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Tim from Springfield (IL)

July 2017 Discussion

292 posts in this topic

Looks like at least in the Springfield area, a seasonal upcoming weekend to kick off July.  NWS point and click for parts of the Springfield area (specifically Chatham) lists 82/64 for Saturday and 83/65 for Sunday, and a storm chance for Monday (and high 84).

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The GFS Brings the heat to areas just west of the subforum early next week, then slides it to just south of the subforum for late next week. Meanwhile, we stay seasonal. :sizzle:

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3 hours ago, IWXwx said:

The GFS Brings the heat to areas just west of the subforum early next week, then slides it to just south of the subforum for late next week. Meanwhile, we stay seasonal. :sizzle:

Euro brings the heat northward, as the ridge flexes its muscles, I would tend to agree with the Euro. Not to mention the GFS has been bad for a while now, case in point how it handled Cindy especially at day 5 and beyond, for example.

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It looks like the Euro might be trying to cave. If we won't get anomalous heat or severe, I'm rooting for comfort.

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13 hours ago, IWXwx said:

It looks like the Euro might be trying to cave. If we won't get anomalous heat or severe, I'm rooting for comfort.

Looking through the long term... more of the same. Zonal flow - low pressure - cold front - upper level low for a few days - Wash, rinse, repeat. 

I didn't see one day through most of July where the western ridge finally makes its way east. We've been 2017'd. 

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19 hours ago, IWXwx said:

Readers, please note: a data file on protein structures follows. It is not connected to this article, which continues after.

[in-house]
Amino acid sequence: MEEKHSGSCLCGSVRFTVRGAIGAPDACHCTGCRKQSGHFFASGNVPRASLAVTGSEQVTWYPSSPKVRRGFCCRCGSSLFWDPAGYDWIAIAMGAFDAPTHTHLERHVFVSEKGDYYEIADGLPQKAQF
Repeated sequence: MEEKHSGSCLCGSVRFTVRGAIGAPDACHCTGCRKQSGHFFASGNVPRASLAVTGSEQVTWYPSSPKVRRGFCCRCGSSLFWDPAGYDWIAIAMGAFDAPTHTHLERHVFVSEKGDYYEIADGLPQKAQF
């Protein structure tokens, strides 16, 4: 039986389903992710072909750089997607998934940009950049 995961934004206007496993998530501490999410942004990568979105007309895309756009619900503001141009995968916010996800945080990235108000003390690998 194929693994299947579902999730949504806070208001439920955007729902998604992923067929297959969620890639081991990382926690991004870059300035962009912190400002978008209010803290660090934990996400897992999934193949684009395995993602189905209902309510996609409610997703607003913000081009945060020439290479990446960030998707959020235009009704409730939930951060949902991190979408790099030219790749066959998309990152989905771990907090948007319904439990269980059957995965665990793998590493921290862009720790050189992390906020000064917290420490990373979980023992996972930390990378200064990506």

It looks like the Euro might be trying to cave. If we won't get anomalous heat or severe, I'm rooting for comfort.

 

5 hours ago, Harry Perry said:

Looking through the long term... more of the same. Zonal flow - low pressure - cold front - upper level low for a few days - Wash, rinse, repeat. 

I didn't see one day through most of July where the western ridge finally makes its way east. We've been 2017'd. 

Does this look promising for cool weather in the extended? 

 

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Looking like another torchy month for the entire country.

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6 hours ago, Harry Perry said:

Looking through the long term... more of the same. Zonal flow - low pressure - cold front - upper level low for a few days - Wash, rinse, repeat. 

I didn't see one day through most of July where the western ridge finally makes its way east. We've been 2017'd. 

Just wondering, what model were you looking at to see the dailies through most of July?

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2 hours ago, Hoosier said:

Just wondering, what model were you looking at to see the dailies through most of July?

I know not to put much stock into it, but was mainly looking at the CFS and some ECMWF as support at 850mb. I think it ran through July 20 and was definitely a roller coaster. 

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I'm thinking July will be another roller coaster month like June.

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15 minutes ago, Powerball said:

I'm thinking July will be another roller coaster month like June.

I agree. As for the above post saying a torch month for the entire country, I see zero support for that.